Paramedic Quiz Chapters 23,24

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Paramedic Quizzes & Trivia

Based on Nancy Caroline's Emergency Care in the streets chapters 23,24


Questions and Answers
  • 1. 

    Which of the following statements regarding the thorax is most correct

    • A.

      The thoracic cavity extends to the ninth or tenth rib posteriorly

    • B.

      The diaphragm inserts into the anterior thoracic cage below the fifth rib

    • C.

      The dimensions of the thorax are defined inferiorly by the thoracic inlet

    • D.

      The dimensions of the thorax are defined anteriorly by the thoracic vertebrae

    Correct Answer
    B. The diaphragm inserts into the anterior thoracic cage below the fifth rib
    Explanation
    The diaphragm is a dome-shaped muscle that separates the thoracic cavity from the abdominal cavity. It inserts into the anterior thoracic cage, specifically attaching to the inner surface of the lower ribs and the xiphoid process of the sternum. The insertion point of the diaphragm is below the fifth rib, which means it does not extend all the way to the ninth or tenth rib. Therefore, the statement that the diaphragm inserts into the anterior thoracic cage below the fifth rib is the most correct statement among the given options.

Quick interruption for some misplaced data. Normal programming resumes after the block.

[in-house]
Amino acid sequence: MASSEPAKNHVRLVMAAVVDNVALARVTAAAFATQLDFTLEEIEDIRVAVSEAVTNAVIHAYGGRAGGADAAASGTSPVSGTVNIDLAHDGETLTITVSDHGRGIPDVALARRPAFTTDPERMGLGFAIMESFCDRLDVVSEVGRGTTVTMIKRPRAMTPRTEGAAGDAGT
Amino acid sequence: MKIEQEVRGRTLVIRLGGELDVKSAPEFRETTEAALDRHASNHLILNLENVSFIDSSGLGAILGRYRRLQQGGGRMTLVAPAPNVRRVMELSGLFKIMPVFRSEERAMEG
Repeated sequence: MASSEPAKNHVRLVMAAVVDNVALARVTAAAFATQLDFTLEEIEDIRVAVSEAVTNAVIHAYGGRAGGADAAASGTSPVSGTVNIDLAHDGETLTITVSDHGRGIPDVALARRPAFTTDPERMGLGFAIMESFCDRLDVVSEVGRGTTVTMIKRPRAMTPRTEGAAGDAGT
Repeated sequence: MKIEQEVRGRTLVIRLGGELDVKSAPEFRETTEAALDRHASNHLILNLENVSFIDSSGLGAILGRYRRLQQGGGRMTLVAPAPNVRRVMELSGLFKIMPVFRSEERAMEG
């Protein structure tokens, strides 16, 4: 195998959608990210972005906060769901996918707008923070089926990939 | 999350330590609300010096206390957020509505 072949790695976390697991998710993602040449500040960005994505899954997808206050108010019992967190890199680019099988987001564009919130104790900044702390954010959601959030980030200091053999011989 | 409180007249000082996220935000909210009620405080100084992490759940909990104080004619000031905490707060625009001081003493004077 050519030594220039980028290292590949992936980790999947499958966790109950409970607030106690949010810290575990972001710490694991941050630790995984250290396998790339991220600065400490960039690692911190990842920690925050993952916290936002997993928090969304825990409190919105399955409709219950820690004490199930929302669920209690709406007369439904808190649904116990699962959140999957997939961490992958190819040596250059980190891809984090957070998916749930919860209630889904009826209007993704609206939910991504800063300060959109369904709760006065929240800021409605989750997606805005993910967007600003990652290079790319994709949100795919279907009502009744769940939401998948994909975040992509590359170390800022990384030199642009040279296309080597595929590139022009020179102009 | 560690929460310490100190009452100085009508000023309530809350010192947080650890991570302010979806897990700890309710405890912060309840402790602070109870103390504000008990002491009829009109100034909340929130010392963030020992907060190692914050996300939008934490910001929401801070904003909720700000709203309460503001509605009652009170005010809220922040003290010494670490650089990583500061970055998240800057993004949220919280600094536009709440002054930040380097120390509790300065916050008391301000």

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  • 2. 

    The eighth, ninth, and tenth ribs are indirectly attached to the sternum by the 

    • A.

      Manubrium

    • B.

      Angle of louis

    • C.

      Costal cartilage

    • D.

      Suprasternal notch

    Correct Answer
    C. Costal cartilage
    Explanation
    The eighth, ninth, and tenth ribs are indirectly attached to the sternum by the costal cartilage. Costal cartilage is a flexible connective tissue that connects the ribs to the sternum, allowing for movement and flexibility in the ribcage. This attachment helps to protect the organs in the thoracic cavity and provides support for the chest wall. The manubrium, angle of louis, and suprasternal notch are not directly involved in the attachment of the ribs to the sternum.

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  • 3. 

    The space between the second and third ribs is called the

    • A.

      Third intercostal space

    • B.

      Intrathoracic margin

    • C.

      Second intercostal space

    • D.

      Second subcostal margin

    Correct Answer
    C. Second intercostal space
    Explanation
    The space between the second and third ribs is called the second intercostal space. The intercostal spaces are the spaces between adjacent ribs, and they are numbered according to the rib above them. In this case, the space between the second and third ribs is referred to as the second intercostal space.

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  • 4. 

    The visceral pericardial layer